Protestant churches differ from Catholic churches because in Catholic churches, few instances occur when people are taught about civil engagements. Consequently, one ought to look for mechanisms that could assist them in the process of understanding just how a certain system of governance works or how politics is conducted within a certain nation. Accordingly, this could have led to the high cases of poor political participation among members of the Catholic faith. One can apply this argument to Latino citizens owing to the fact that they adhere to the Catholic faith.

However, Marquez, Frances & Wainer (2002) assert that there is a different way of looking at this matter. These authors explain that churches (regardless of their denominations) play an important role in promoting civil engagements. By the very fact that someone is going to church, gives an indication that they should be highly active in their civil engagements. This explanation solves the dilemma created by the latter mentioned assertion about denominational differences. In this regard, if denominations play a large role, then one should be able to see a pattern of varying political participation by denomination across the entire country yet such is not the case.

4.0 Hypotheses

Religion has a large role to play in Latino immigrant lives

Religion causes Latino citizens to participate less in US politics

5.0 Data

5.1 Demographic details

The latter can be used as influential depictions of the importance of religion among Latinos in relation to political participation. In this part of the research, more emphasis will be given to secondary research. This is because the factors under consideration are micro factors thus making it increasingly difficult to collect them through personal research. Examples of useful research here include Patterson, E. (2005) entitled Religious Activity and political participation; The Latin American politics journal. In this article, the author affirms that close to seventy percent of Latin Americans is Catholic, although the Protestant movement is growing by the day. This author believes that most Latin American churches do not encourage participants to take part in political activities. This is the reason why the issue of democracy in Latin American countries is under question. According to the author, Protestant doctrines are highly related to civil engagements and political participation.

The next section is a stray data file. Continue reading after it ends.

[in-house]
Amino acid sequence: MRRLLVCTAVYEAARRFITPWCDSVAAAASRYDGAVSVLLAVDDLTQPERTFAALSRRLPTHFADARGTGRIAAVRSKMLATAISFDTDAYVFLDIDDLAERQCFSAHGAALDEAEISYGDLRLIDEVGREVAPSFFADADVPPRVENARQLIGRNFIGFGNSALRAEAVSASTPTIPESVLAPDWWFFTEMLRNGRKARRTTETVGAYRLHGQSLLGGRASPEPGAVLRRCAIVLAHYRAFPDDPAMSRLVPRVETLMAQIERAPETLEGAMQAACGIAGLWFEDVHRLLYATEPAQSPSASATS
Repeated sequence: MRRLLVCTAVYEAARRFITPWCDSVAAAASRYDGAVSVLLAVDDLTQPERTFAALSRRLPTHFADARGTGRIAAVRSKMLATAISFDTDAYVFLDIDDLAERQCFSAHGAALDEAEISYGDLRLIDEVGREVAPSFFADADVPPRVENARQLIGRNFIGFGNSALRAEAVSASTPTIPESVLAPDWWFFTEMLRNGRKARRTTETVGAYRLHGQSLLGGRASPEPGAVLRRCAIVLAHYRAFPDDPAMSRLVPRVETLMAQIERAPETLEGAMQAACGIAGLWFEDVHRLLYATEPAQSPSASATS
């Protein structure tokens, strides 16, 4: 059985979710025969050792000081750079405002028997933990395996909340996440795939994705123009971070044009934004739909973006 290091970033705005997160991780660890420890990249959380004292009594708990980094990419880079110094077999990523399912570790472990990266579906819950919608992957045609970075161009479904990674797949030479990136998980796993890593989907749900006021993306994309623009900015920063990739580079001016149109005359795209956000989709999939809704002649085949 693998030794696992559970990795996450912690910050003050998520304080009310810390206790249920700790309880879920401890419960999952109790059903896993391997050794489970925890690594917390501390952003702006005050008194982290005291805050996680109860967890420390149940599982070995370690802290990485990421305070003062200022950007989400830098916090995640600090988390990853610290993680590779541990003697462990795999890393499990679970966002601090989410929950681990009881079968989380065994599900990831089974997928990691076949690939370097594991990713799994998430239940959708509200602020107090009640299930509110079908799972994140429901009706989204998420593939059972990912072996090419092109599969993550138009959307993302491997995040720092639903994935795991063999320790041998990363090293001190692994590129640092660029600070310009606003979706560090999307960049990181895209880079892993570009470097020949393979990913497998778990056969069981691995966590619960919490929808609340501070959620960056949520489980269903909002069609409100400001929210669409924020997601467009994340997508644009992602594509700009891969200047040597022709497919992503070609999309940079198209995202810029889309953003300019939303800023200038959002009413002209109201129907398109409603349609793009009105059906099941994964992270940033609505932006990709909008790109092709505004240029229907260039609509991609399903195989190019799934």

If there is a significantly low number of Latin American from other types of religions that are perceived as more open towards political engagement, then one can assert that religion plays a crucial role in determining whether or not people will take part in the country’s political systems. (Dombrowski, 2001)

Demographic analysis will also be important in analyzing civic participation among the Latino owing to the fact that it will give information about previous electoral data on the Latinos. Certain aspects such as the numbers of people who voted in a certain election from the Latin community will be instrumental in understanding this issue well. Additionally, care should be taken to analyze whether these groups are actually passive by comparing the overall Latin population and those who chose to vote. These can then be linked to the religious inclinations.

5.2 Individual level analysis

Marquez, Frances & Wainer (2002) sought to find out whether they could link civil engagements, religion and political participation to the Latino population. In order to establish a relationship, they decided to conduct two hundred and sixty interviews of Latinos from various parts of the country.

Consequently, a similar approach can be used in this particular research. For instance, one can look for representation from a series of faiths in order to affirm that the views collected represent those of the majority. Denominations that can be chosen here include;

  • Pentecostals
  • Catholics
  • Historical protestants
  • Evangelical protestants
  • New Religious Tradition